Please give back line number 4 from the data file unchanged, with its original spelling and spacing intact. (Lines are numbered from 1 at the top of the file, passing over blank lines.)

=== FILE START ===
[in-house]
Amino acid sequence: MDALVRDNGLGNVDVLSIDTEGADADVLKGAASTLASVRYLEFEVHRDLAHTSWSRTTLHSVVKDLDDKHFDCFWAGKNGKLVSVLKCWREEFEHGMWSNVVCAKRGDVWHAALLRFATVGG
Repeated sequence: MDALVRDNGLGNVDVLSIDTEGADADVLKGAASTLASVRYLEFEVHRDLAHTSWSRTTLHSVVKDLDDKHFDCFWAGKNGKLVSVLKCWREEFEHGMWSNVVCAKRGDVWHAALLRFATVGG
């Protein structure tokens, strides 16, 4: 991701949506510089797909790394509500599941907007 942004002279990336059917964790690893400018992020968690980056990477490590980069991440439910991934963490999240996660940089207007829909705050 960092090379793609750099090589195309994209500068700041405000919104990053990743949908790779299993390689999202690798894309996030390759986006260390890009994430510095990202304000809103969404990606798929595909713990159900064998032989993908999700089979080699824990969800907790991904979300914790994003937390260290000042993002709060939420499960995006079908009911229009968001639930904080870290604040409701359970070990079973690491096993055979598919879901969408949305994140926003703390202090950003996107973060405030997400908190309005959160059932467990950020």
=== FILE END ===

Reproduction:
């Protein structure tokens, strides 16, 4: 991701949506510089797909790394509500599941907007 942004002279990336059917964790690893400018992020968690980056990477490590980069991440439910991934963490999240996660940089207007829909705050 960092090379793609750099090589195309994209500068700041405000919104990053990743949908790779299993390689999202690798894309996030390759986006260390890009994430510095990202304000809103969404990606798929595909713990159900064998032989993908999700089979080699824990969800907790991904979300914790994003937390260290000042993002709060939420499960995006079908009911229009968001639930904080870290604040409701359970070990079973690491096993055979598919879901969408949305994140926003703390202090950003996107973060405030997400908190309005959160059932467990950020």